With more severe water restrictions having been imposed by the City of Cape Town from 1 February, UCT has introduced four new measures to curb water use on its campuses.
The Jammie buses will get a monthly dry-wash instead of their weekly sluicing; no windows will be washed in any buildings on campus; non-sport swimming pools (mainly at the residences) will not be topped up; and faculties and departments have been encouraged to stop washing pool and personal vehicles.
But given its large campuses, UCT has been preparing for the eventuality of water restrictions for some time, investing heavily in environmental sustainability with new indigenous plantings, says senior horticulturist Noelene le Cordier from the Properties and Services Department.
Even before the introduction of the City's Level 3B water restrictions on 1 February, UCT's landscaping and gardens sector has been hard pressed to sustain the university's green and leafy environs. However, due to the size of the campus and its gardens, the university has been successful in seeking some temporary relief from water restrictions. This exemption has been accompanied by short- and long-term maintenance plans from UCT's side.
The UCT sports swimming pool is the only pool on campus that will be topped up (using legal means) following the introduction of Level 3B water restrictions by the City of Cape Town on 1 February. Photo Michael Hammond.
Some of the challenges
Although the trend is towards water-wise and long-lived species, there are pockets of campus that are more difficult to manage in times of water restrictions: the sports fields and formal gardens, which are part of a 90-year-old campus that reflects a different horticultural style.
“There are many overly complex formal gardens that require detailed monthly maintenance, and in the current circumstances this maintenance is simply not implementable within current budget limitations and water restrictions,” said Le Cordier.
The team has undertaken plenty of new landscape planting using tough indigenous plants. There are also plans to convert lawn areas by landscaping them using tough, drought-tolerant groundcovers.
“But the playing fields have a high water demand, which is far more challenging,” she said.
Even the reservoir on upper campus is not enough to meet requirements during the hot, thirsty summer.
“However, if what we have developed and hugely invested in can't be sustained, the situation could worsen. One of the areas in which the original vision of a campus is supposed to be maintained is through its botanical biodiversity, and documenting and preserving the vegetation is of paramount importance.”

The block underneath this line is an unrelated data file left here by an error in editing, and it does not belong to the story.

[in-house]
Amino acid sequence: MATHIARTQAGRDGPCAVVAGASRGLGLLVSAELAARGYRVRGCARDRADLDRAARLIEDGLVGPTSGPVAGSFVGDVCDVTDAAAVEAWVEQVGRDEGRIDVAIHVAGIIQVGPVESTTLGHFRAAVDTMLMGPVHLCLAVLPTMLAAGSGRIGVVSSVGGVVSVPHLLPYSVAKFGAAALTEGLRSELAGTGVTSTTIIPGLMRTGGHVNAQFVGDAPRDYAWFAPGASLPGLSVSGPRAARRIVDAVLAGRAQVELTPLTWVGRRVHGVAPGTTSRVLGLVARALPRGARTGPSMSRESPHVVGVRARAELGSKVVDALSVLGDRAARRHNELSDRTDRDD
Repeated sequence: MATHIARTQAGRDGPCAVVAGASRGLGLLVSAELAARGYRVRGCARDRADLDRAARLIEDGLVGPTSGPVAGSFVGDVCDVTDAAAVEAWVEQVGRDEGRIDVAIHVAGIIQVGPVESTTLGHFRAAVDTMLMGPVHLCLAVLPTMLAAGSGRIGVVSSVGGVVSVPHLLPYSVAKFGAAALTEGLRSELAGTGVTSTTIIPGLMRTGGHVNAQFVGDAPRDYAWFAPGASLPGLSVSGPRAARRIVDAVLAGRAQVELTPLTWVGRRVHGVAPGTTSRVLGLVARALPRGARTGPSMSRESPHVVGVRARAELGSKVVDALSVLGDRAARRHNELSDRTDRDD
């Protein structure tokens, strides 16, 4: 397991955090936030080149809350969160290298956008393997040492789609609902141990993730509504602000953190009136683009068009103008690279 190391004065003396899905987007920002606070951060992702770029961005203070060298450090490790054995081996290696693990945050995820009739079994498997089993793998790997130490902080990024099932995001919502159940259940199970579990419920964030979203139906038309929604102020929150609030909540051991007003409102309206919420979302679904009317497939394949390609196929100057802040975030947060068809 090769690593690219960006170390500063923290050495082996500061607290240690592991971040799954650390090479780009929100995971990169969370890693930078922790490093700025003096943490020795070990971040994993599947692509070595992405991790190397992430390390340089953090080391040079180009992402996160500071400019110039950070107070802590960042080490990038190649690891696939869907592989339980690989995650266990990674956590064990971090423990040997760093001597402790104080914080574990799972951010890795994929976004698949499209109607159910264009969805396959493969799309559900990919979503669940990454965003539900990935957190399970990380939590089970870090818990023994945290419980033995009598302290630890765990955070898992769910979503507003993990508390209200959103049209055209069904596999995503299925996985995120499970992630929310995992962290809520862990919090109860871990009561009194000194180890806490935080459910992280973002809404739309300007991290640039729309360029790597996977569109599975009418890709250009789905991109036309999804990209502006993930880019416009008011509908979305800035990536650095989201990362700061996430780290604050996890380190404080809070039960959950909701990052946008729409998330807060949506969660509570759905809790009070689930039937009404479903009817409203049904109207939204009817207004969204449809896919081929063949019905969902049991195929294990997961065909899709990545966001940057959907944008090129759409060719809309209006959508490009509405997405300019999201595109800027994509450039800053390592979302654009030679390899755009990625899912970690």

“The aspect of a borehole is definitely something we need to explore, especially with increased student numbers and increased areas under our management,” Le Cordier noted.
Long- and short-term saving
Besides water-wise planting, Le Cordier and her team have undertaken a number of projects with a focus on long-term environmental sustainability: mulching, installation of efficient irrigation systems, monitoring for leaks, and so on.
“We produce our own compost on site and this has helped the gardens tremendously.”
Examples of new landscape installations are the roof garden above the law library; the upgrade of the garden at the School of Economics on middle campus, with its new resin-bound stone aggregate path that is compliant with the requirements of a sustainable urban drainage system; the new entrance gateway project on upper campus to create a sense of arrival; and the roof garden in the PD Hahn Building.
Short-term plans include shifting the timing of sprinklers to early morning, and reducing the water going onto the fields, particularly when they're not in use.
“We are, however, in the middle of the cricket season, so certainly have challenges to deal with. Just recently, the cricket pitch was cracking because of the intense heat.”
One of the landscaping projects on upper campus that uses an attractive mix of water-wise indigenous and endemic plants. Photo Noelene le Cordier.
In keeping with a climate-resilient form of horticulture, new projects are planned to transition from heavy watering of thirsty lawns and slowly convert to lawn mounds utilising drought-tolerant and long-lived plant species.
Using grey water is also a long-term solution for the grounds and gardens, says Le Cordier, especially in residences and staff housing.
“It is both an ideal and crucial time for everyone to be creative.”
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